Can I Get a Green Card Through My Job?

One of the more common questions posed to immigration attorneys is “I have been in the U.S., working, for years now. Can I apply for a green card? If so, how?”

The answer to that, unfortunately, is based on a large number of factors that are specific to each individual applicant. Upon hearing that, many people then ask “OK, so how do I personally go about obtaining a green card?”

As one of the most intricate and complex areas of immigration law, answering that question will requires in-depth study and analysis of an individual’s situation and everything that goes with it, such as education and work history, information on the company the employee currently works for, family situation, and many other categories.

Here is the basic idea, however.

When it comes to applying for a green card, there are 3 popular methods: Through employment, family members, and the green card lottery. The focus of this post will be employment, but here are synopses of the other 2 methods.

To obtain a green card through a family member, you will need to be sponsored by a family member who is a current U.S. citizen. Most commonly, this process gets started by an individual marrying a U.S. citizen. The relative that sponsors you must be very close, and the nature of your relationship will determine how long the wait for a green card will be.

For the green card lottery, there are certain countries that are eligible, and if you are in one, you should apply for the green card lottery every year. Usually the application period starts in the fall.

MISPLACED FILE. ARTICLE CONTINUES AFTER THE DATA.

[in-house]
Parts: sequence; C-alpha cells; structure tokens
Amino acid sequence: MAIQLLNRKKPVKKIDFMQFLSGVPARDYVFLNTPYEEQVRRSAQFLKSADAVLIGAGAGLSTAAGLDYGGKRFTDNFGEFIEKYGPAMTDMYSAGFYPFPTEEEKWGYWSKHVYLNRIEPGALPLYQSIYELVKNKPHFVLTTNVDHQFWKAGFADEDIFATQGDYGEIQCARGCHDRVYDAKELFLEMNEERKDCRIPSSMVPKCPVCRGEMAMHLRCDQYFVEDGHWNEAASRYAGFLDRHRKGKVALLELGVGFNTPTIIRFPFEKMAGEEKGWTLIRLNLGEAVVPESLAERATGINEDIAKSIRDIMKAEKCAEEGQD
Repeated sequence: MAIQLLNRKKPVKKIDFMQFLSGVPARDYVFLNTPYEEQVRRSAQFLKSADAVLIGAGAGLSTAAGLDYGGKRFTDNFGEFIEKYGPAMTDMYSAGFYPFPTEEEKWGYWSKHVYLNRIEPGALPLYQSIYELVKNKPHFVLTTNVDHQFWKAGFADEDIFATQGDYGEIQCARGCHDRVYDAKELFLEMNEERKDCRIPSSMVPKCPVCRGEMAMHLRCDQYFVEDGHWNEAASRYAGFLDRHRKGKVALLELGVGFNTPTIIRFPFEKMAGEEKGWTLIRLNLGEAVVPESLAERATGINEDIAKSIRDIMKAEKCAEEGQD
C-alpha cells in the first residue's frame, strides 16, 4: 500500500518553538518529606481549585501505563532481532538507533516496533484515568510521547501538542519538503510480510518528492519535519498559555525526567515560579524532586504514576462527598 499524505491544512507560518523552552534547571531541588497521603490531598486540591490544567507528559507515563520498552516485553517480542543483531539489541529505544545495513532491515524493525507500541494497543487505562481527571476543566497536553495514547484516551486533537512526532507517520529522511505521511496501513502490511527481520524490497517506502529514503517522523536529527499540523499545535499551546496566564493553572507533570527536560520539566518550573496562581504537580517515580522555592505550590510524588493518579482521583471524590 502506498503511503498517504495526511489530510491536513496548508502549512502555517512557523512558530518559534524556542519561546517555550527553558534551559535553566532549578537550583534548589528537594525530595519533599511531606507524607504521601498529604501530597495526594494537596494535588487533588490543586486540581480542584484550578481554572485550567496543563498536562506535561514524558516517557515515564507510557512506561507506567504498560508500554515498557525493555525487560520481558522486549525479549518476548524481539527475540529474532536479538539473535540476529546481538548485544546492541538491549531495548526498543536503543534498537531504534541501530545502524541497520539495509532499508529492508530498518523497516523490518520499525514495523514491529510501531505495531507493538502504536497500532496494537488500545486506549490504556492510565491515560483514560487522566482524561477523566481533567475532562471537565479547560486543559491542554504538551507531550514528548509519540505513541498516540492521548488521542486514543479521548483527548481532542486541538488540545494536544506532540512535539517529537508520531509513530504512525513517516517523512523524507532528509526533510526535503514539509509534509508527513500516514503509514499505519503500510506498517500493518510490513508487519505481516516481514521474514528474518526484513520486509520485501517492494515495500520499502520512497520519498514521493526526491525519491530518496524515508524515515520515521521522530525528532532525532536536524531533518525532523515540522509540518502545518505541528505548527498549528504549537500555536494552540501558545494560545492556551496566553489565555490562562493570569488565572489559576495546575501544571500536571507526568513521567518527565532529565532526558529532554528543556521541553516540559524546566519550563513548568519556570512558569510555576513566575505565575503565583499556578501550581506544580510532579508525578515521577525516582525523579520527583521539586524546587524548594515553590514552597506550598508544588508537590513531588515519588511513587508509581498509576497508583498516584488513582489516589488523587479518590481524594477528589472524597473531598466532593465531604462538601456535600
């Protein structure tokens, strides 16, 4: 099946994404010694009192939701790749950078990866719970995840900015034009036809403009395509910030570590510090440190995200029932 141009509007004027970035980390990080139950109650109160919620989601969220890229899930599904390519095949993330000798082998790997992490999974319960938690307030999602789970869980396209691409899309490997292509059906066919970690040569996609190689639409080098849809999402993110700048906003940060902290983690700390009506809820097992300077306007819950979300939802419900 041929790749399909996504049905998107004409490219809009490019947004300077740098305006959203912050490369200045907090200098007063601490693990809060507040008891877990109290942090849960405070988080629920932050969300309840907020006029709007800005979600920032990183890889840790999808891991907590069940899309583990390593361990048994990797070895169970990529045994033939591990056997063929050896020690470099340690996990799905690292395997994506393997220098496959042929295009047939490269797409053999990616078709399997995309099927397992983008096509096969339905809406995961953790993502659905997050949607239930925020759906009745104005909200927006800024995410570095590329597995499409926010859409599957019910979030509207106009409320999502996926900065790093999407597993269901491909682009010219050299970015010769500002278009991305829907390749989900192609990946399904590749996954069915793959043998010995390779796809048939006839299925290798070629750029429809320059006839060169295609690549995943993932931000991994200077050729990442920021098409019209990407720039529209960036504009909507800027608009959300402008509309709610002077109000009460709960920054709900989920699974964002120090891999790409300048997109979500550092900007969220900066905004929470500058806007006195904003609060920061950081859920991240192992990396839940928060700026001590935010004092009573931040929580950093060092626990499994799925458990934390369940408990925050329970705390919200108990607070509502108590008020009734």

As for employment, which as mentioned before will be the focus of this post, the most often used method of green card application is through what is known as the PERM-based process. It is generally recommended to avoid this process, however, as it is not only expensive, but also time consuming and rather difficult.

Luckily, there are several alternatives to the PERM-based system, such as intracompany manager, extraordinary person, and “national interest waiver.”

If you were employed for no less than 1 year at a company outside of the United States, and were subsequently transferred into the U.S. to work as a manager of a company related to your previous foreign employer, you may be eligible to receive the intracompany manager green card.

If you are a prominent figure in your field, and are able to prove so, then you may be eligible for the extraordinary person green card. You must not only be successful, but must be one of the forefront authorities in your field. Business, arts, and science professionals are all eligible.

Finally, if you are a professional who has obtained at least a masters degree, and would be beneficial to the United States as a whole, you could qualify for a special green card. For example, if you are working on a project developing spacecraft for future missions, or are currently researching a cure for cancer, you could qualify. This is a green card that is rather hard to obtain, but as always, it never hurts to try.

In the next entry, we will go over the basic steps of the PERM process, so if these alternative methods do not apply to you, please stay tuned to future entries, and as always, if you ever have any questions or concerns about immigration, contact an experienced immigration attorney immediately.

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